Submitted to: Journal of Microbial and Biochemical Technology
Publication Type: Peer Reviewed Journal
Publication Acceptance Date: 12/21/2012
Publication Date: 12/26/2012
Citation: Gehring, A.G., Boyd, G., Brewster, J.D., Irwin, P.L., Thayer, D.W., Van Houten, L.J. 2012. Comparison of antibodies raised against heat-and gamma radiation-killed bacteria. Journal of Microbial and Biochemical Technology. DOI 10.4172/1948-5948.S2-004. Interpretive Summary: Antibodies, the same natural protein molecules that our bodies use to fend off invasion by foreign particles, are used in many tests for the rapid detection of specific bacteria in processed foods. Although the detection of specific bacteria may be achieved, the ability to distinguish between bacteria that are either alive (and may pose a threat to the consumer) or dead (perhaps as a consequence of a processing step) is not expected to be learned using such tests. In this investigation, antibodies were custom made to recognize live and dead (killed by either high temperature or irradiation) bacteria. Both sets of antibodies were demonstrated to highly react with the bacteria killed by high temperature whereas a poor reaction was observed with the live bacteria. The bacteria killed by irradiation elicited a moderate response with either antibody set. Using this information, accurate tests may be developed for assessing not only the extent but also the potential hazard, with respect to proliferation, of bacterial contamination in food products.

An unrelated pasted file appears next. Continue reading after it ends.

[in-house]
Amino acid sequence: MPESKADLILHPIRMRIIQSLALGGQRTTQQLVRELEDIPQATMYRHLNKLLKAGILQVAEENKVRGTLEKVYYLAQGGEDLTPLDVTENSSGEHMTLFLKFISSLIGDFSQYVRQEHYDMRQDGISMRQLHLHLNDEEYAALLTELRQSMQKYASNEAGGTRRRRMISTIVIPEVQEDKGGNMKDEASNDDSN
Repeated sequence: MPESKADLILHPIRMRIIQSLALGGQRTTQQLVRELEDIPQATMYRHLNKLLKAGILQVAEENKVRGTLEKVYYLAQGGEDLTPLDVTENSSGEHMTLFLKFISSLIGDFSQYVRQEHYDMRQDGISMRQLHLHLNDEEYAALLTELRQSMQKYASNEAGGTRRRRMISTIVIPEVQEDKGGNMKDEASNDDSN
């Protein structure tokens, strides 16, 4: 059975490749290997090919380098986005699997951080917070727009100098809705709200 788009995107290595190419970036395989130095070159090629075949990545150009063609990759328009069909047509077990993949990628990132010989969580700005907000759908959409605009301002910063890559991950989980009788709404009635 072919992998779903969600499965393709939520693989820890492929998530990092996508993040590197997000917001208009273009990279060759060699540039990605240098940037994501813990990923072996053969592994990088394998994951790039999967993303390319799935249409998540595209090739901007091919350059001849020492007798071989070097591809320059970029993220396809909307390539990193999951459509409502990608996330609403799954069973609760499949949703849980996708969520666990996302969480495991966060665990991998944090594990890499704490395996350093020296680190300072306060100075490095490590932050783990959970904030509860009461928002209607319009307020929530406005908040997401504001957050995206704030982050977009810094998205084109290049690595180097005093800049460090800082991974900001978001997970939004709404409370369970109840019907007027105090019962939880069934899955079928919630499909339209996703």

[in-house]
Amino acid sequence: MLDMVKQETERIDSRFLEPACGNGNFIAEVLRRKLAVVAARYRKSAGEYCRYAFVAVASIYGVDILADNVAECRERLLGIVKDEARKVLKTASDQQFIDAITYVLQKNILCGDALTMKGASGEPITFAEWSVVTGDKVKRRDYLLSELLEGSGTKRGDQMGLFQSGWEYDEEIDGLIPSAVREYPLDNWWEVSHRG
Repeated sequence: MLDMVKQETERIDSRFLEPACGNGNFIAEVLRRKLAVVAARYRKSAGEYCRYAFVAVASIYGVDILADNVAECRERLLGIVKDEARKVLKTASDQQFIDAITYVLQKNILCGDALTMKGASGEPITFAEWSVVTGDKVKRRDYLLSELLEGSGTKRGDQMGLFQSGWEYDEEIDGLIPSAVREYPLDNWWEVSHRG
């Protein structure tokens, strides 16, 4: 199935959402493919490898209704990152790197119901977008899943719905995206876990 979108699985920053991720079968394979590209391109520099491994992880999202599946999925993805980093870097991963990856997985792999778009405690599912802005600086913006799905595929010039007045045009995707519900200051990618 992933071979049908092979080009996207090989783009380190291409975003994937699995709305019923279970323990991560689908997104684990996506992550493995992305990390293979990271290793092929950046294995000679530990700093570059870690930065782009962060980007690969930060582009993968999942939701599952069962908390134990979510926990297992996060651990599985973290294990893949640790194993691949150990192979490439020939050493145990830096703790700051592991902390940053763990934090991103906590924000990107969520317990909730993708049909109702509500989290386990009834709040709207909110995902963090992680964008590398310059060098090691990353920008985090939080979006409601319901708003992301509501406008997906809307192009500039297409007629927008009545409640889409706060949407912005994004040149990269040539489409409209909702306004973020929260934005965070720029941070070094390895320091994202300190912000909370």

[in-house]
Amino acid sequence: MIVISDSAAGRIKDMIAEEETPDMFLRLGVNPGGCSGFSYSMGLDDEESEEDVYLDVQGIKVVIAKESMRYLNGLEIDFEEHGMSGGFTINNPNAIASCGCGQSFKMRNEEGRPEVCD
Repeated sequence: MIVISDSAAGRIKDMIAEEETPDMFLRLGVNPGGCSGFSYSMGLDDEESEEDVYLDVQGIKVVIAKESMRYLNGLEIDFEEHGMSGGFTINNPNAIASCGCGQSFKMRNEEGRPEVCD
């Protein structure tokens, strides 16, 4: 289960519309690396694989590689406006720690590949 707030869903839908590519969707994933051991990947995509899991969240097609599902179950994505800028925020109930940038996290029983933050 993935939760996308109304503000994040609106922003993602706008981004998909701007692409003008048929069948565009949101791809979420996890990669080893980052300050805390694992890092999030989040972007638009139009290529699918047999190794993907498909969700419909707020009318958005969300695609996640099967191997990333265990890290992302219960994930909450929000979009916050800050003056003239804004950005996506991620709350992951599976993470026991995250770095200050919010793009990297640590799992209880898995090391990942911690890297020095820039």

Technical Abstract: For antibody generation, pathogenic bacteria are often heat-treated prior to inoculation into host animals in order to prevent infection and subsequently, premature death of the host. Inoculation of host rabbits with gamma radiation-killed pathogenic bacteria was employed with the hopes of generating antibodies that would have higher affinity, relative to antibodies raised against thermally denatured microorganisms, to live pathogens. The two antibody sets, raised against either heat-killed or irradiated bacterial cells, were compared for immunological response with live, heat-treated, chemically-treated (i.e., bleached), and irradiated Escherichia coli O157:H7 and Salmonella bacteria. With the exception of the chemically-treated cell immunological response, both antibody sets yielded similar responses—low for irradiated cells, moderate for live cells, and high for heat-treated cells. The results suggested that thermal or chemical treatment of live pathogen containing food samples will elicit higher immunological responses with either antibody system, indicating potential application for detection of the presence of live bacteria in non-irradiated food systems. In addition, these findings also indicated that an immunoassay analysis of irradiated foods may lead to low signals that might be interpreted as indicating the presence of live cells (i.e., may lead to a false negative result).